We've had quite a few small car launches in recent months, all of them competing for a relatively small market and most of them competing with each other on the basis of more efficient engines and better levels of standard equipment. Now Suzuki, most of whose cars are small city runabouts, has launched the latest version of the Swift, which is one small car that has stood the test of time. And deservedly so. For one thing, it has aged well compared with others in the same class and owners report very good reliability - Suzuki came in ahead of Skoda and Kia in last year's UK Driver Power survey.
The new version looks like it will stand the test of time too. It has a chunky and solid look to it with no wasted lines to date it too quickly. Its entry-level version starts at €14,495, which puts it €955 behind Toyota's new Yaris - a car that has gone on sale with an impressive list of safety sense technology. And that may be where Suzuki's problem is going to be with pushing the new Swift and achieving the conquest sales it wants.
The interior finish of the Swift is not up to the standard of competitors'
For the car is not as well finished as a Toyota Yaris and Toyota and others have a much stronger profile. Driving the new Swift recently, I was struck by the relatively drab interior finish and very struck by the fact that the glove box was small and flimsy. The plastic moulding inside the car is not lifted in any way by either texture or colour - something that is easily and cheaply done by others. In fairness though, Suzuki has gotten rid of the matchstick-like extended buttons for changing information settings.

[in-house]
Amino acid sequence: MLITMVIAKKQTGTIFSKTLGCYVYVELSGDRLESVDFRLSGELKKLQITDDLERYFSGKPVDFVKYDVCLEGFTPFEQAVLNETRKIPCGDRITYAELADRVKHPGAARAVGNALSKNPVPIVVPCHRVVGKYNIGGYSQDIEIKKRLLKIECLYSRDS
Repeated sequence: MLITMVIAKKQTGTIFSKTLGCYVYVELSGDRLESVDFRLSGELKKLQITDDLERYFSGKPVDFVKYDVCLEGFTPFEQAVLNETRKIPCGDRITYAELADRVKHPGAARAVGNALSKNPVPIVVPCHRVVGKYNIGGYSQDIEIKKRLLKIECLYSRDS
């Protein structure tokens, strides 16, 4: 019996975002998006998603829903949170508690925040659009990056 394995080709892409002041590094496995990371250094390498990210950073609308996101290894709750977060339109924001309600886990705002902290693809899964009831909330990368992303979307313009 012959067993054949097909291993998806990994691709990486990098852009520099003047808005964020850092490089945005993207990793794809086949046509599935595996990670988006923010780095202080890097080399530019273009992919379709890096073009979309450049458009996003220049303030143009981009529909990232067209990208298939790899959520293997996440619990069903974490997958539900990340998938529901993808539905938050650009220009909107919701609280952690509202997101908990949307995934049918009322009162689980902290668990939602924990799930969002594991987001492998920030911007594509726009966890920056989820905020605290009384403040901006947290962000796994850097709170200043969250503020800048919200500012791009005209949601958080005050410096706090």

The boot has been an issue with previous Swift models and it still is. Suzuki says the car has had an increase of 25 per cent in holding space without letting the rear seats forward but it is still small. Even allowing for the fact that this is a city runabout, some people require more than the Swift boot offers. The Ford Fiesta boot certainly offers more space and so do others.
There are two engine choices - a 1.0 litre turbo-charged unit and a 1.2. Both are petrol and no diesel option is available, as is now common in cars of this size. Both are fine for the job of city driving and, while they pull well at lower engines revs., they are not the quietest. However, they are easy to live with and the 1.0 litre three-cylinder is very good in traffic and competent on the open road. Initial fuel returns, however, show that the 1.0 litre does not compete with the new 1.0 litre unit now being used across the Volkswagen range. The VW unit can return about 5.4 litres per 100 kilometres whereas the 1.0 litre Suzuki engine - even with a mild hybrid assist - returned an average of 6 litres per 100 km. However, we will withhold judgement until a longer test run has been completed.
The Swift does come with some good equipment including forward pedestrian and object detection, lane departure warning and automatically adjusting headlight beams. It also has Bluetooth, 15 inch wheels, LED daytime lights and a leather steering wheel.
You have to move up a grade (€16,495) to get extras such as the rear camera and another grade (€18,995) to get the benefit of the mild hybrid system with a small battery. Suzuki says only the VItara SUV now has a diesel engine - another sign of how the times are changing.
The Swift is unlikely to disappoint those who are already fans and the car certainly has much to offer in terms of its looks. As a car engineered to be very lightweight, it should be at at its best around town. We'll let you know.